'Big wake-up call': How Dan Sultan changed his life after public fall
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'Big wake-up call': How Dan Sultan changed his life after public fall

On the last day of 2017, Dan Sultan was with friends, all getting ready to welcome the New Year.

It was a relaxed atmosphere, far from fireworks and music festivals happening across the country, yet the problem for Sultan, whose Killer album debuted at No.5 just six months prior, was the "devastation" he felt at not bringing his music to a New Year's Eve audience. It was a missed opportunity, he says, and one he struggled to put behind him.

Dan Sultan.

Dan Sultan.Credit:Justin McManus

Fast forward five months and the gnawing sense of disappointment he still felt, coupled with his alcohol consumption, tipped him over an edge he'd been leaning towards since late last year.

It was on stage in Cairns when a "rambling" Sultan, as some fans later described him on Facebook, came to the crossroads that has since become a major factor in his decision-making.

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"I was out of it, drunk on stage," he says. "It kind of snuck up on me a bit, a lot. It was pretty full on, a very big wake-up call and very embarrassing. I was halfway through a 44-date tour, I was heading overseas, a lot of stuff was going on and I just had to stop."

Immediately after the Cairns show his management issued a statement saying, "Dan's health and wellbeing is our highest priority" and he immediately entered a rehabilitation program.

"I went to a place for a month, every day for rehab. I stayed at home and got up every morning and went there and came home at night, which was really good.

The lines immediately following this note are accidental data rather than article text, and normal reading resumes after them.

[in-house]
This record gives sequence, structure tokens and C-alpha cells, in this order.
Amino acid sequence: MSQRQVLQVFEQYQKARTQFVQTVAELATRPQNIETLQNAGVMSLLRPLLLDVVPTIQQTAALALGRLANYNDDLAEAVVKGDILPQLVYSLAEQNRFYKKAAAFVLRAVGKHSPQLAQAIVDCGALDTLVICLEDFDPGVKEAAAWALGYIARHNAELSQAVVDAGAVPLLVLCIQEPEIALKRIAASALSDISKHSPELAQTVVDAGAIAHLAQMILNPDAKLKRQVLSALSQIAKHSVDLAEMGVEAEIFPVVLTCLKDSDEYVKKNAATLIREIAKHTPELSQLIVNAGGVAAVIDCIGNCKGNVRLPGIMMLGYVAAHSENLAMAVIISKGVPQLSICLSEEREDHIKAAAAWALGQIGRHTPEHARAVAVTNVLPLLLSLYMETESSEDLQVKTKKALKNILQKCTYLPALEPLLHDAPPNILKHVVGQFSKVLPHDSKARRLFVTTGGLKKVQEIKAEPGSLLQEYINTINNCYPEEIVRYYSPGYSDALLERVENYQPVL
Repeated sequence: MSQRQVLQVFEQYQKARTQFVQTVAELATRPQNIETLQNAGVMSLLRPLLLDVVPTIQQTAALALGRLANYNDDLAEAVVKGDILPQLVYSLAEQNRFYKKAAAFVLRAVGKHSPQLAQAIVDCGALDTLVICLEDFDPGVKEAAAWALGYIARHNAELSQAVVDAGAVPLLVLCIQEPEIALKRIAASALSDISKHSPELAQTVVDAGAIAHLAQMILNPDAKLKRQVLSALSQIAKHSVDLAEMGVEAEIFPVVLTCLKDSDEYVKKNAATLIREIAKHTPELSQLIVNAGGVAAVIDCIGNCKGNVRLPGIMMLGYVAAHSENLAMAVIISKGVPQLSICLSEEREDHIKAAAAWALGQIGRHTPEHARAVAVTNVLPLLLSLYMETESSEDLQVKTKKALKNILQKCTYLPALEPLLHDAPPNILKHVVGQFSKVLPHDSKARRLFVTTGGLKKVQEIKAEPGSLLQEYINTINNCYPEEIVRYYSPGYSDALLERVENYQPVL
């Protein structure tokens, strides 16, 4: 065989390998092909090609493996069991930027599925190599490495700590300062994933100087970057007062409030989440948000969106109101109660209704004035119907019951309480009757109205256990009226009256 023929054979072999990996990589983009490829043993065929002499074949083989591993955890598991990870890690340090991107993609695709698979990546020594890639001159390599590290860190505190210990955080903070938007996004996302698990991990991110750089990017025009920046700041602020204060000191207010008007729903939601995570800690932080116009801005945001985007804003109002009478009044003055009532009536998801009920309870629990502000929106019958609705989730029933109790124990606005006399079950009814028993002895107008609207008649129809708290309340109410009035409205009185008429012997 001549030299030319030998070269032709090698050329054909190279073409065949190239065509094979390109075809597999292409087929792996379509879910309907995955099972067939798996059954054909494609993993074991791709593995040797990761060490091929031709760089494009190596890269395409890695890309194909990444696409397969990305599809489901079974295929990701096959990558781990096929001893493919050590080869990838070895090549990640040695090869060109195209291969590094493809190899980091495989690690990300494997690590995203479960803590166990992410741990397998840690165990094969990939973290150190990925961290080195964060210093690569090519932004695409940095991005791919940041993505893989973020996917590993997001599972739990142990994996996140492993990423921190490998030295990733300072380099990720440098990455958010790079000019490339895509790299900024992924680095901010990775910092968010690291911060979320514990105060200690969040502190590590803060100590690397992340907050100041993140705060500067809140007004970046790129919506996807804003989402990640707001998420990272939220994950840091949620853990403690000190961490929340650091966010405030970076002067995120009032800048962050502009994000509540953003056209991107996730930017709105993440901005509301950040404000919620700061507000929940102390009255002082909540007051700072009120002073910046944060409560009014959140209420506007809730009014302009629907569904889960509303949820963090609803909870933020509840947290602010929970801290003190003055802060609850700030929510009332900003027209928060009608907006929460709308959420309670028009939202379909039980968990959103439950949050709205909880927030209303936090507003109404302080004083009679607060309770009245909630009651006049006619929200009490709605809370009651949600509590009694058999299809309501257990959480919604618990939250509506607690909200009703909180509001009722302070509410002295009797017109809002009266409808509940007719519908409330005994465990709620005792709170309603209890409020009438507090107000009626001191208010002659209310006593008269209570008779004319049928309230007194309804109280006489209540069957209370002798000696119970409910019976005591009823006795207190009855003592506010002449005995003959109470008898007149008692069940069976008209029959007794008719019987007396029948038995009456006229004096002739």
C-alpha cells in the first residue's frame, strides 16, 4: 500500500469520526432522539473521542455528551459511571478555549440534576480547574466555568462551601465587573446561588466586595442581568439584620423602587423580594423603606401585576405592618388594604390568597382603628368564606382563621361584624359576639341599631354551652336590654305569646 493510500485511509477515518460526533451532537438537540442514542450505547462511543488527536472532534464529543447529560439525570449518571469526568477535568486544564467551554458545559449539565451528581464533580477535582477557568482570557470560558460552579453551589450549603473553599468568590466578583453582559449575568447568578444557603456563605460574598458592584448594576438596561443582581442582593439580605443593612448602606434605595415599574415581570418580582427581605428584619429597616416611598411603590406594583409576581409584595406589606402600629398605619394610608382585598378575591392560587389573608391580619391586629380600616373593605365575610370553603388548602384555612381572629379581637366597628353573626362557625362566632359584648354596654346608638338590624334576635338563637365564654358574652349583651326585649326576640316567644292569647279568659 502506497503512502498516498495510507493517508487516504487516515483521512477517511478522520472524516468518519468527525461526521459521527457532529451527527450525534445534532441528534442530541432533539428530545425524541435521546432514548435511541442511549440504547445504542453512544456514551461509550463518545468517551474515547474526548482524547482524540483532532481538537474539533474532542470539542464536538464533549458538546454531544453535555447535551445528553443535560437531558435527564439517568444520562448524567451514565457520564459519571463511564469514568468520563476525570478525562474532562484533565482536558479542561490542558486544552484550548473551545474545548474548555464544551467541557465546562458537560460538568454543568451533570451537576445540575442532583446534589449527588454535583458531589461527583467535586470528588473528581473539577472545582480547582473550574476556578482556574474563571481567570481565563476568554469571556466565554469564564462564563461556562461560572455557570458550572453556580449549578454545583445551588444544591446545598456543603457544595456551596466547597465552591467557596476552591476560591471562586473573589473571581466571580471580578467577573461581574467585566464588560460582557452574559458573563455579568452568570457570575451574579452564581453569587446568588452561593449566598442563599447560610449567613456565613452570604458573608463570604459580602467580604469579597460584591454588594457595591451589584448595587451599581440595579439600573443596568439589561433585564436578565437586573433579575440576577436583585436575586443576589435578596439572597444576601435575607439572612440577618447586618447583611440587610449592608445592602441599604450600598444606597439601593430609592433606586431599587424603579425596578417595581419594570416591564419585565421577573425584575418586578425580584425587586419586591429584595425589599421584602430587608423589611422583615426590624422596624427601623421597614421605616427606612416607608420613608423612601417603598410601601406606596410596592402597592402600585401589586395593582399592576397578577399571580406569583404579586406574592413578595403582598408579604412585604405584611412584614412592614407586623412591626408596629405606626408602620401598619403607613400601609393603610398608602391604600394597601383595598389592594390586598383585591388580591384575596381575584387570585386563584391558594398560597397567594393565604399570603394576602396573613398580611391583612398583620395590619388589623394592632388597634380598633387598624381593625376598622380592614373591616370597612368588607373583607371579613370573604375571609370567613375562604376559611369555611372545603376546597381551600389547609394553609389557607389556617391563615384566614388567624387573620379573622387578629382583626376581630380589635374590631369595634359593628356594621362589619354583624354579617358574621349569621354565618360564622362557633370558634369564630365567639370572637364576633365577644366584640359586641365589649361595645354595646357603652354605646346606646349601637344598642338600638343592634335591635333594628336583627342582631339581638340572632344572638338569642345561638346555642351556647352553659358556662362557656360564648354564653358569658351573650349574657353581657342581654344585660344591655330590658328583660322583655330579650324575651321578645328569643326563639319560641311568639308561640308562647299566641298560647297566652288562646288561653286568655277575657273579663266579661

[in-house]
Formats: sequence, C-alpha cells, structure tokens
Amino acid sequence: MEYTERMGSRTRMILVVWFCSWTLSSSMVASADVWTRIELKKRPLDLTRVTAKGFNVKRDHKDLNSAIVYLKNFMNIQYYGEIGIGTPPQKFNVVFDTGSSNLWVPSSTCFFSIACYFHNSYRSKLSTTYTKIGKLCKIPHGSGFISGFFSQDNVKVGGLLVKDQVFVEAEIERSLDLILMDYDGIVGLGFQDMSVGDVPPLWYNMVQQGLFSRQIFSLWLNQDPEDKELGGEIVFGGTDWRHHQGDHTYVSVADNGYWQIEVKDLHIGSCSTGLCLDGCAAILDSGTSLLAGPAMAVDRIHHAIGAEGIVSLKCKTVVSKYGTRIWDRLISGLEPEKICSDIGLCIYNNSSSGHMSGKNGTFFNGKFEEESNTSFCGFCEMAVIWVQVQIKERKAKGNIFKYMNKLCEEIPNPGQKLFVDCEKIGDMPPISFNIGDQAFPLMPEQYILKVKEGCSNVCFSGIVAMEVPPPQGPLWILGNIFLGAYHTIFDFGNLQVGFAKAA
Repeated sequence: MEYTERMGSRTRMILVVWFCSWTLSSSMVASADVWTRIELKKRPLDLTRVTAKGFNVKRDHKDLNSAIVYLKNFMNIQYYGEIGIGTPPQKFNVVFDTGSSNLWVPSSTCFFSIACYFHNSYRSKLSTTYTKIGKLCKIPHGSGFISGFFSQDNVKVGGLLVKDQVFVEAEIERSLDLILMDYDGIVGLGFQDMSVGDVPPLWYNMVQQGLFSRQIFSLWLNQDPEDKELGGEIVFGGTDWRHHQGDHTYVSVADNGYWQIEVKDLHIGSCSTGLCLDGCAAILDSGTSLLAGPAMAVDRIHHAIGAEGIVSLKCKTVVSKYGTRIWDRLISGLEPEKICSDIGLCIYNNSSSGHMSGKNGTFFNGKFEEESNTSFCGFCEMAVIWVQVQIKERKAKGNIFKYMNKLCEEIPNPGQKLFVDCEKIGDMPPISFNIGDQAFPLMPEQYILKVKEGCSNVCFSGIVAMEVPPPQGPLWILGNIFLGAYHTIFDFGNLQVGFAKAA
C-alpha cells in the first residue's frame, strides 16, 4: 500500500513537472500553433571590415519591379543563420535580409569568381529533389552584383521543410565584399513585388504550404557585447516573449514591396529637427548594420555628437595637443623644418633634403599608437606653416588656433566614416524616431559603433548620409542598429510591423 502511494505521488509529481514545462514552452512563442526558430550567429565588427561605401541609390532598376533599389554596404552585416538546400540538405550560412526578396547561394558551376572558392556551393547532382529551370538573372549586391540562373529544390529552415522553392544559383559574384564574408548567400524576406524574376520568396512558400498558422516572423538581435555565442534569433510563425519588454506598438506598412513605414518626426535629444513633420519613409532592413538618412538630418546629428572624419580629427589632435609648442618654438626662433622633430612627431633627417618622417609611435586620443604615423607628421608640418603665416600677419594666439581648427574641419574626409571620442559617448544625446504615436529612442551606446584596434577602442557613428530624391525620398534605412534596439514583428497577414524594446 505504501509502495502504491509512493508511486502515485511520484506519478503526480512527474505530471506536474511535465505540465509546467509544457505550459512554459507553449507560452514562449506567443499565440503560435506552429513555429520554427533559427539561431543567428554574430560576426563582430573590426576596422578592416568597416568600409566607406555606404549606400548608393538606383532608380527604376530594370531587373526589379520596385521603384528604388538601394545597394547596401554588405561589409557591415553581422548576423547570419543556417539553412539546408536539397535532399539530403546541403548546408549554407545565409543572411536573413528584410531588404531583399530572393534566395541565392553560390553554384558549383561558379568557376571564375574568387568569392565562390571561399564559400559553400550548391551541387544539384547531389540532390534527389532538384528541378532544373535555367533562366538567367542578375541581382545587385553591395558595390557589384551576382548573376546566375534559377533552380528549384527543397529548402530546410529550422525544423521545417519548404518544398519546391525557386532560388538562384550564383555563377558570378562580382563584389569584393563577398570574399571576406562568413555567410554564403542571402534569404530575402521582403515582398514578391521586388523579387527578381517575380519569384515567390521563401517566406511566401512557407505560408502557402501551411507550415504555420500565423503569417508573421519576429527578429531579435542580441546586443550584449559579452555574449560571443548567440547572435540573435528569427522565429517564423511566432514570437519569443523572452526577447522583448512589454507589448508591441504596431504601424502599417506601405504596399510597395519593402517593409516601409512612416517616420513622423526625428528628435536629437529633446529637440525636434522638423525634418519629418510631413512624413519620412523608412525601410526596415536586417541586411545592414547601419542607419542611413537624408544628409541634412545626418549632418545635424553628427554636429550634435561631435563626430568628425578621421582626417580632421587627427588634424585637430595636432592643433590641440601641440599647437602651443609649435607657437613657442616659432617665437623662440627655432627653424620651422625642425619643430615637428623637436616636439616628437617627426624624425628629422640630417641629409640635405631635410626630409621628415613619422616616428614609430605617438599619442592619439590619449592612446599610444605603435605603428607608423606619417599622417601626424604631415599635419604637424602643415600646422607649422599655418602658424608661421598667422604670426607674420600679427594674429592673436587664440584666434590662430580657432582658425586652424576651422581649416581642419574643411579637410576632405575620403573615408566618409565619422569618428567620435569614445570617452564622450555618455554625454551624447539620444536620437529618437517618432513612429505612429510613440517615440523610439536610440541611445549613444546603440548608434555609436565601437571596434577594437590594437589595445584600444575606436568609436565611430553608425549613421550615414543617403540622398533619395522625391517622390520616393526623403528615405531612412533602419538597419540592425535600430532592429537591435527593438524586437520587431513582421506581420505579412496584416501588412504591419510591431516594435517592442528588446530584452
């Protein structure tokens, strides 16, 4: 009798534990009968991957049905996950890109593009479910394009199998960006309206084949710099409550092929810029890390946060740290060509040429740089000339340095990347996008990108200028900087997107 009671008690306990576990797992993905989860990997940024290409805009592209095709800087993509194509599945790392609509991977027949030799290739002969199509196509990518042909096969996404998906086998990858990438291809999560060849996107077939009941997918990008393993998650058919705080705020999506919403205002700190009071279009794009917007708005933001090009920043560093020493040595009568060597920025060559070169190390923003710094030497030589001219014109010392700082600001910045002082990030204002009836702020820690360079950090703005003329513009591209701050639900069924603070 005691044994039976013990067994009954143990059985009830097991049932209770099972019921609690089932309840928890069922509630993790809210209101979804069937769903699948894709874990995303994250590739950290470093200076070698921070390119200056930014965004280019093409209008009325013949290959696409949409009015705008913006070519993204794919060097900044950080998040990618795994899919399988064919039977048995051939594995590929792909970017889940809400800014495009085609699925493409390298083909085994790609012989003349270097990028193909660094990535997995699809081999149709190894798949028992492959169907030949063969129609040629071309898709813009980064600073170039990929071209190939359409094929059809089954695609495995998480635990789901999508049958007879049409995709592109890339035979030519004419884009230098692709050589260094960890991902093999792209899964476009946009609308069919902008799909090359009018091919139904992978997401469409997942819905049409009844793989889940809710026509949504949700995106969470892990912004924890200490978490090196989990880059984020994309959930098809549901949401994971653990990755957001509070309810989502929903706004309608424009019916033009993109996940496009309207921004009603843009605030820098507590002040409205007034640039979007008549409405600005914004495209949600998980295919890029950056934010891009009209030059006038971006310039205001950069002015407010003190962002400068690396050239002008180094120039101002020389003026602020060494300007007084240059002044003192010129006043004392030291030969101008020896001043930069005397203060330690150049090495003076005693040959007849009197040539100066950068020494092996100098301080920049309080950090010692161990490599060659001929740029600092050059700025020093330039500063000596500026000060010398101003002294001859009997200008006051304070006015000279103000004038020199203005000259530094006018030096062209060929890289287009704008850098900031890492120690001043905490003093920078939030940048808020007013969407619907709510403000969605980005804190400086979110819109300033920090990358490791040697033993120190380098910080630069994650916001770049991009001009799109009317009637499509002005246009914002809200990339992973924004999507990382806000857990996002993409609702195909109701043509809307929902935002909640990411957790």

"I felt OK but what had started to happen was that I'd started to black out leading up to that and you don't feel yourself blacking out, you don't know where you're at ... when you're drinking like that."

The period since early June, when he pulled the plug on his tour and began making significant changes in his life, has included a return to regular physical exercise, boxing training and quitting those moments when going for a drink was too easily brushed off as normal.

"Drug addiction and alcoholism in the music industry can be kind of glorified," he said. "The whole idea of a badge of honour ... is bulls--t. It's certainly nothing I wear as a badge of honour.

"For me the drinking was just drinking, it's everywhere and when you have a good day you celebrate, when you have a bad day you commiserate, but for someone who's got a problem with alcohol, that's really dangerous."

He's stopped drinking alcohol and has his sights set on a healthier, brighter future.

A long-time Melbourne resident, Sultan came swaggering onto the Australian music scene with his country, soul and rock'n'roll in the early 2000s and released his debut album Homemade Biscuits in 2006. He's been playing guitar since he was four years old, but it was his powerful voice that soon captured so many ears.

One of those who recognised his talent early on was Paul Kelly, who asked Sultan to record the Kev Carmody song This Land is Mine for a compilation album of Carmody's work in 2007. Later that year Sultan performed at the National Sorry Day concert. He released his second album Get Out While You Can in 2009 and has since played hundreds of shows.